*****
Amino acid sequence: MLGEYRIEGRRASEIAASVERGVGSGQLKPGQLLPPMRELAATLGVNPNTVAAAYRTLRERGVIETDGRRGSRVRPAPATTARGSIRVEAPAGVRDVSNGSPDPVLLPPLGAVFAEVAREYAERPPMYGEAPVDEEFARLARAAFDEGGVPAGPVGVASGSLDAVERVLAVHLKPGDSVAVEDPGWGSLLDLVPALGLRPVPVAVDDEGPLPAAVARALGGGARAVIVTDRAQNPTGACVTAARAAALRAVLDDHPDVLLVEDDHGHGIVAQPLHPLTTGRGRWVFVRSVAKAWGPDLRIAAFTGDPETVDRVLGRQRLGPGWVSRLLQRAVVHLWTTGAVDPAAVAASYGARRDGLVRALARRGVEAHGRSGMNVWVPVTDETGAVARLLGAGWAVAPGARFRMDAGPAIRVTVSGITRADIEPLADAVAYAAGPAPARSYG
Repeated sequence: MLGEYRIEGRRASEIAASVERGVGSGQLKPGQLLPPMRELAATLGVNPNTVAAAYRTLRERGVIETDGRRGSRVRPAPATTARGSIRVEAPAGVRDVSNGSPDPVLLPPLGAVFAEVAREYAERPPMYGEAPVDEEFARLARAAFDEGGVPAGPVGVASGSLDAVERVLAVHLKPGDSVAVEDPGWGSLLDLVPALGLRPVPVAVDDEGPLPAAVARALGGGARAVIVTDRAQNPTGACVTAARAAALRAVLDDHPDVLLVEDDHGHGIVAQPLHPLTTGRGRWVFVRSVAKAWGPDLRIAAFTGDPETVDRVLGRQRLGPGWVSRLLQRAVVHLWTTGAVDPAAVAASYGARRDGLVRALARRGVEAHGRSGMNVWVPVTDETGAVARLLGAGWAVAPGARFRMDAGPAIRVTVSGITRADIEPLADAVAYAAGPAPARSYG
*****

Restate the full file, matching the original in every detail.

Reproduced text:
Amino acid sequence: MLGEYRIEGRRASEIAASVERGVGSGQLKPGQLLPPMRELAATLGVNPNTVAAAYRTLRERGVIETDGRRGSRVRPAPATTARGSIRVEAPAGVRDVSNGSPDPVLLPPLGAVFAEVAREYAERPPMYGEAPVDEEFARLARAAFDEGGVPAGPVGVASGSLDAVERVLAVHLKPGDSVAVEDPGWGSLLDLVPALGLRPVPVAVDDEGPLPAAVARALGGGARAVIVTDRAQNPTGACVTAARAAALRAVLDDHPDVLLVEDDHGHGIVAQPLHPLTTGRGRWVFVRSVAKAWGPDLRIAAFTGDPETVDRVLGRQRLGPGWVSRLLQRAVVHLWTTGAVDPAAVAASYGARRDGLVRALARRGVEAHGRSGMNVWVPVTDETGAVARLLGAGWAVAPGARFRMDAGPAIRVTVSGITRADIEPLADAVAYAAGPAPARSYG
Repeated sequence: MLGEYRIEGRRASEIAASVERGVGSGQLKPGQLLPPMRELAATLGVNPNTVAAAYRTLRERGVIETDGRRGSRVRPAPATTARGSIRVEAPAGVRDVSNGSPDPVLLPPLGAVFAEVAREYAERPPMYGEAPVDEEFARLARAAFDEGGVPAGPVGVASGSLDAVERVLAVHLKPGDSVAVEDPGWGSLLDLVPALGLRPVPVAVDDEGPLPAAVARALGGGARAVIVTDRAQNPTGACVTAARAAALRAVLDDHPDVLLVEDDHGHGIVAQPLHPLTTGRGRWVFVRSVAKAWGPDLRIAAFTGDPETVDRVLGRQRLGPGWVSRLLQRAVVHLWTTGAVDPAAVAASYGARRDGLVRALARRGVEAHGRSGMNVWVPVTDETGAVARLLGAGWAVAPGARFRMDAGPAIRVTVSGITRADIEPLADAVAYAAGPAPARSYG